Jewish Education's Ancient New Dilemma

Jewish Education's Ancient New Dilemma
AP Photo/Mark Lennihan, File

Years ago, I fell intensely in love with Paulo Freire's Pedagogy of the Oppressed. Traditional education, he wrote, turned students into "containers," receptacles to be filled by a teacher whose narration couldn't generate true curiosity or creativity. Real learning, according to Freire, could emerge "only through invention and re-invention, through the restless, impatient, continuing, hopeful inquiry human beings pursue in the world, with the world, and with each other." To be a good teacher, then, an educator had to be revolutionary, giving up his or her innate power in order to form a dialogue-based partnership with the students.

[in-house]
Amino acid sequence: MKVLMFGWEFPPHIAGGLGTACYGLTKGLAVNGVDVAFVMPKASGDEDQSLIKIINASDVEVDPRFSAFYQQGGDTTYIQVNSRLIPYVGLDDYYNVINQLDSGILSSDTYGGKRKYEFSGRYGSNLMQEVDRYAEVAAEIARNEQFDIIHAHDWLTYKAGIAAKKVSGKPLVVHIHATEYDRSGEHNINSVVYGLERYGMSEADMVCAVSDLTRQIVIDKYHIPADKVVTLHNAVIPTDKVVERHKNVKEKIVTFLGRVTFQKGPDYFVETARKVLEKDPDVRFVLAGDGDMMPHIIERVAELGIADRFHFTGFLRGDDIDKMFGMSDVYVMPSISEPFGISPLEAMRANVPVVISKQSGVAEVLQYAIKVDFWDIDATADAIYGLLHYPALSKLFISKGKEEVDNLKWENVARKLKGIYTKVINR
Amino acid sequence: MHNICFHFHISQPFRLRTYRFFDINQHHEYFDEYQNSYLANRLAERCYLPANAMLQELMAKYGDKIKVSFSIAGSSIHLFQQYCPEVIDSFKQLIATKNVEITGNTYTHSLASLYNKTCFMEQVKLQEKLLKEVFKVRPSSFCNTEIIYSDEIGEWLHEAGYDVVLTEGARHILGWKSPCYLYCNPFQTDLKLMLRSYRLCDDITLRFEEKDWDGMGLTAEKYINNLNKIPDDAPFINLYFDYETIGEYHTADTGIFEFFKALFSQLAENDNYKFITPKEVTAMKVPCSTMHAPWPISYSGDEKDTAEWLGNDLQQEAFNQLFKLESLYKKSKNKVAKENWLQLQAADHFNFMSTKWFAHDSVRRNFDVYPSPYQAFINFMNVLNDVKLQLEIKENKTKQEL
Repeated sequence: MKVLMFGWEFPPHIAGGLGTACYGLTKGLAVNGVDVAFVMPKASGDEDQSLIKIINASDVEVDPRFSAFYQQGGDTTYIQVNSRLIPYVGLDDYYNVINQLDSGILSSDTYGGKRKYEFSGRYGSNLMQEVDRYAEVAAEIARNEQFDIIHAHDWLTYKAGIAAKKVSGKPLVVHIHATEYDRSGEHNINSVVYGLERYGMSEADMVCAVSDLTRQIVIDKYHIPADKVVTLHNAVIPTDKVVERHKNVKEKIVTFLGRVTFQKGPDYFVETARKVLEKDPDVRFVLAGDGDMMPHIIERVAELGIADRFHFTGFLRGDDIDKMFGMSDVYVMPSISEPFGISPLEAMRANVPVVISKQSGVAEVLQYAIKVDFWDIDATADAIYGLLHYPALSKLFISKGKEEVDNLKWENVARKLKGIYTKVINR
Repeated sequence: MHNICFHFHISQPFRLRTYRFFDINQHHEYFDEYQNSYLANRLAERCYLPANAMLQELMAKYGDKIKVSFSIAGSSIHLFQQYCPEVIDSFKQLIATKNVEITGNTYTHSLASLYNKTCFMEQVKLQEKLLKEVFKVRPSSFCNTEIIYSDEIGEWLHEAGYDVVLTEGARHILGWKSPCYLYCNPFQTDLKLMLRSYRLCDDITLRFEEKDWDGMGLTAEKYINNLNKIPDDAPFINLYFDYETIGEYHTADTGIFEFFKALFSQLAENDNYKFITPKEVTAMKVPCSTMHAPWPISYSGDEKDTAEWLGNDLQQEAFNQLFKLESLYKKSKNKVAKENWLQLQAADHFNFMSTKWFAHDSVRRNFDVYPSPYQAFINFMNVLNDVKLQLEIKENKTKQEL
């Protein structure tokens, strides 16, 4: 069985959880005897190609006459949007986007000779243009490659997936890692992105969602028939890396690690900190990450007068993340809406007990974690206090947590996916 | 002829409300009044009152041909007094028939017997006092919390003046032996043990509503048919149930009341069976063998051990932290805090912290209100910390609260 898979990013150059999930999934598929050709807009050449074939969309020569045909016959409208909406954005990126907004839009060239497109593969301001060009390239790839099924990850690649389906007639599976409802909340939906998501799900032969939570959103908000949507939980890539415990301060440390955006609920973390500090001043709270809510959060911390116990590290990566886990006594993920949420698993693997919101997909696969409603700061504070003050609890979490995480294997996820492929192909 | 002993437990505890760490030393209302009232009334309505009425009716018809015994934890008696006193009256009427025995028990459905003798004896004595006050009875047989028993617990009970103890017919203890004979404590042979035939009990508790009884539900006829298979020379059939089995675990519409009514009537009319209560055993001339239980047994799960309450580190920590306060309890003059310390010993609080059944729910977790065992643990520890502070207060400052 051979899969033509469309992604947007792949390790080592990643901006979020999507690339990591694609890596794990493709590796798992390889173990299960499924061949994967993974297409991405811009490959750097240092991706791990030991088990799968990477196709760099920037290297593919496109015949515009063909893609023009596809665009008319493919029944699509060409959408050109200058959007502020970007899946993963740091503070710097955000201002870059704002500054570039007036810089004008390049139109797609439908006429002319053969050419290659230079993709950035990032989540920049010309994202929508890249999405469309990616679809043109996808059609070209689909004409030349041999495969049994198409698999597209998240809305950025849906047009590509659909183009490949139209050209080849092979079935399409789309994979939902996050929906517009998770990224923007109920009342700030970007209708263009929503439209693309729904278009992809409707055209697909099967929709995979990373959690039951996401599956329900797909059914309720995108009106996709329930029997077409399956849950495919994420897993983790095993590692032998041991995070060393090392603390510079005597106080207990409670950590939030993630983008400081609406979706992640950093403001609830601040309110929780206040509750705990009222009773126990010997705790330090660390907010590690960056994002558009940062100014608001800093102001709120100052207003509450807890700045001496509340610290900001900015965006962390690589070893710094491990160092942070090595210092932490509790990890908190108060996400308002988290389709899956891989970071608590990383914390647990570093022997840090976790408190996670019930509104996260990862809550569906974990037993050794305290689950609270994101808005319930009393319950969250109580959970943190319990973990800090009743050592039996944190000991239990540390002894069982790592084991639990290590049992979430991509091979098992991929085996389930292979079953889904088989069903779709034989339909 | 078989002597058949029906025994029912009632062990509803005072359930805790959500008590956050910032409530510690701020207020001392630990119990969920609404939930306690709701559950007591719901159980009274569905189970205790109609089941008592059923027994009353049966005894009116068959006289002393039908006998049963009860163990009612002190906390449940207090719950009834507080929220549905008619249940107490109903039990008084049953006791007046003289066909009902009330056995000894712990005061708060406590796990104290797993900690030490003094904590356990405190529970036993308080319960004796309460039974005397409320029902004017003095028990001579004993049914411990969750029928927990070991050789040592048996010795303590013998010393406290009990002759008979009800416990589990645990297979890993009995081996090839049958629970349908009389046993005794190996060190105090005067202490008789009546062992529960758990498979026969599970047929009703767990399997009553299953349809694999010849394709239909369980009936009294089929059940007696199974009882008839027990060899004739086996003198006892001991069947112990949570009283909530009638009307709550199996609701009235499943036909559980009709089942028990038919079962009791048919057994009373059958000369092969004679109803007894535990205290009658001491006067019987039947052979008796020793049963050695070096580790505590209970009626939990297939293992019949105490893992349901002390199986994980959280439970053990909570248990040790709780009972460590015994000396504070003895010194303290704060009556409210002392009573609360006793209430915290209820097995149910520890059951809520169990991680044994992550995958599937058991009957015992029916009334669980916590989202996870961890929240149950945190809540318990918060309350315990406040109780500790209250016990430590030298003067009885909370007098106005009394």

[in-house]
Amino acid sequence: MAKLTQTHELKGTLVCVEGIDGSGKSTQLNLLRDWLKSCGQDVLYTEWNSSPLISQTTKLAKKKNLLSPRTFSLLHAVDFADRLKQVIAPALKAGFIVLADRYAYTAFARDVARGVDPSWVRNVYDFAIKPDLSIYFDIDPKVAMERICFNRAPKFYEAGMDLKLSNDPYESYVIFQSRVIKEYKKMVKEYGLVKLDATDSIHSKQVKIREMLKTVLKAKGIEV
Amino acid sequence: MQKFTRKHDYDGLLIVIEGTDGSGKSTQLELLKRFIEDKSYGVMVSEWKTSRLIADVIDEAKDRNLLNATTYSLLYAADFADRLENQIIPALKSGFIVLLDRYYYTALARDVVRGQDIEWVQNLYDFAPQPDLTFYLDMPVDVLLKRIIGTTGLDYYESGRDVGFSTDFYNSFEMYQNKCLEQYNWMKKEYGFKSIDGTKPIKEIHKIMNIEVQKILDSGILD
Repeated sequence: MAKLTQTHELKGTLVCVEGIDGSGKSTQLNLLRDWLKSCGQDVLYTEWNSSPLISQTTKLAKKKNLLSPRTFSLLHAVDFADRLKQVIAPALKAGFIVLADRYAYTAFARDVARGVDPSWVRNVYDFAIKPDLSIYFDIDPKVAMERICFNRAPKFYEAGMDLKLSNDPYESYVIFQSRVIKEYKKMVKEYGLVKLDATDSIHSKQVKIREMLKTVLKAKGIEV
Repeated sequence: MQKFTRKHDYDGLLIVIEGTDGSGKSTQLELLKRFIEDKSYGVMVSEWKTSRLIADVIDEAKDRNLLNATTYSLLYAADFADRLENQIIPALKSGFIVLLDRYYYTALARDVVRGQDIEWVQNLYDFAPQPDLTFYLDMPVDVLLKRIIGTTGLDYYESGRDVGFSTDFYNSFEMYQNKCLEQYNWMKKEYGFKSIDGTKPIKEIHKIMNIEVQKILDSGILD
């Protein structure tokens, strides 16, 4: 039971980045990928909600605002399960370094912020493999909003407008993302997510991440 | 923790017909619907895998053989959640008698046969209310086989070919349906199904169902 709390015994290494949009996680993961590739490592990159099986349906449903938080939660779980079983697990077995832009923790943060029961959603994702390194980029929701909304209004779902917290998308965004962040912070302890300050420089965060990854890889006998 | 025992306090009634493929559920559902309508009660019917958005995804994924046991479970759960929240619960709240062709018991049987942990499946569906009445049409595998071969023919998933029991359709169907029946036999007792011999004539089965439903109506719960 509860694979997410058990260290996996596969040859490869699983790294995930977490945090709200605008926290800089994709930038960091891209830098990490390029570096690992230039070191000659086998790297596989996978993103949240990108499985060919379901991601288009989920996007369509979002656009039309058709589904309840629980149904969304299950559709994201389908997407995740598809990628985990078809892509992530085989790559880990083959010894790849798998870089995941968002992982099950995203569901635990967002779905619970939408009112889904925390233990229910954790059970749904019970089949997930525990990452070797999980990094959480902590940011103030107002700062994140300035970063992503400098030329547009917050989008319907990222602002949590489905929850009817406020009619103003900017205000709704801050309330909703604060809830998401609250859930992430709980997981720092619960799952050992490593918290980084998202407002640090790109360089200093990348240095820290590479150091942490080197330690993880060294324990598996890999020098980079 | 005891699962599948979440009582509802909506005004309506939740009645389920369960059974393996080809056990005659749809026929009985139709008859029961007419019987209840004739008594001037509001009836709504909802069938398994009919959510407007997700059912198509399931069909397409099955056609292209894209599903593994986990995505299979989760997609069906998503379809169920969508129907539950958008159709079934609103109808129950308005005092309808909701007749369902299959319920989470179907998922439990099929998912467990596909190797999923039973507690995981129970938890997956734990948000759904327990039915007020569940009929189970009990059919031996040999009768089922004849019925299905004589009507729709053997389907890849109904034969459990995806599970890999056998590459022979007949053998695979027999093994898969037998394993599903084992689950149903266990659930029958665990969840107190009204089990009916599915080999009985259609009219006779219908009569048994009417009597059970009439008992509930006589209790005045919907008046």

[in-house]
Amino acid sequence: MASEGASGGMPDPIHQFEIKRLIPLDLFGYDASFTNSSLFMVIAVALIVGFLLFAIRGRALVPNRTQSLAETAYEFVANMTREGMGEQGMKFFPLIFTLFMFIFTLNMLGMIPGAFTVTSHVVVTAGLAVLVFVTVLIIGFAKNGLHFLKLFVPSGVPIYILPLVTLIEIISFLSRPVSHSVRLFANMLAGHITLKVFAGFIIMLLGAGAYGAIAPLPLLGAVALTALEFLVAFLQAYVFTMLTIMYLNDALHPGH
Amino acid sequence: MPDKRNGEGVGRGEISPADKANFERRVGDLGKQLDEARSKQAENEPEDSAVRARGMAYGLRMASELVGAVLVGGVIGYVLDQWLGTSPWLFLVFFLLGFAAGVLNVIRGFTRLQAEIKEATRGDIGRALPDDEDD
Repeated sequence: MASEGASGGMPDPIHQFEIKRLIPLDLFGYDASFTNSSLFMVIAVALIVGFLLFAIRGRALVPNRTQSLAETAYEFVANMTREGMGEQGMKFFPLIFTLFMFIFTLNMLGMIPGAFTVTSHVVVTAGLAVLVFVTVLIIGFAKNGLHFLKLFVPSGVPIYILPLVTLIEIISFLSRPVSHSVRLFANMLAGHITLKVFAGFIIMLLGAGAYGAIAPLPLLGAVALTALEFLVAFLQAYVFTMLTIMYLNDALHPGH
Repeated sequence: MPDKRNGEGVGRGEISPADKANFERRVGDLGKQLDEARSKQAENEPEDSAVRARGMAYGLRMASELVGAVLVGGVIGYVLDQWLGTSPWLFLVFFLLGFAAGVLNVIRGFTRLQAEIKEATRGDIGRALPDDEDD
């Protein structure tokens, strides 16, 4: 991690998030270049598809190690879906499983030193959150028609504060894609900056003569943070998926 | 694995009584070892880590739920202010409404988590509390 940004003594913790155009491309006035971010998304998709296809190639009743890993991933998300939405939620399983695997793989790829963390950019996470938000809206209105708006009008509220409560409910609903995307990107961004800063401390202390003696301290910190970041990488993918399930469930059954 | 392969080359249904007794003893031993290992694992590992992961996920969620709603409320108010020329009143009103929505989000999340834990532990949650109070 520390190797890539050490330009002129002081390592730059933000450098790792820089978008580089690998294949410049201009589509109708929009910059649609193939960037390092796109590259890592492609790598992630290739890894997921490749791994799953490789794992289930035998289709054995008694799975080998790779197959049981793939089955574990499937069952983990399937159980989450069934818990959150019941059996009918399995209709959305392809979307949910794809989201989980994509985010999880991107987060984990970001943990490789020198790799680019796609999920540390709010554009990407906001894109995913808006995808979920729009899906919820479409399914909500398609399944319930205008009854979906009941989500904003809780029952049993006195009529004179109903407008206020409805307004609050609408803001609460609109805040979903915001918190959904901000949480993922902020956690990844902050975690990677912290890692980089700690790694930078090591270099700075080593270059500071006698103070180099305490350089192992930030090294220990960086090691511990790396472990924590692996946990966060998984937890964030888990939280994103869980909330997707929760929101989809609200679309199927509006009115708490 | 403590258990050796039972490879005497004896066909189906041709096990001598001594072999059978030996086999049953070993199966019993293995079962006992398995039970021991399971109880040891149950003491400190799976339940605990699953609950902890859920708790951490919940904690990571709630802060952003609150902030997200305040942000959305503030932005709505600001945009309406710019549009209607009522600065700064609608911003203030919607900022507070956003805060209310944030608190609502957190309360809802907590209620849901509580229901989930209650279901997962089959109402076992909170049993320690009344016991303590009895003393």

When I began working in education, I desperately wanted to think of myself as a dialogical revolutionary. But, in Jewish education, absolute freedom in learning is especially complex. What happens if students utterly eschew ancient and sacred texts, canonized rituals and storied historical narratives? Can a Jewish educator truly cede his or her power to the students, just praying that their reinvented Judaism remains recognizable?

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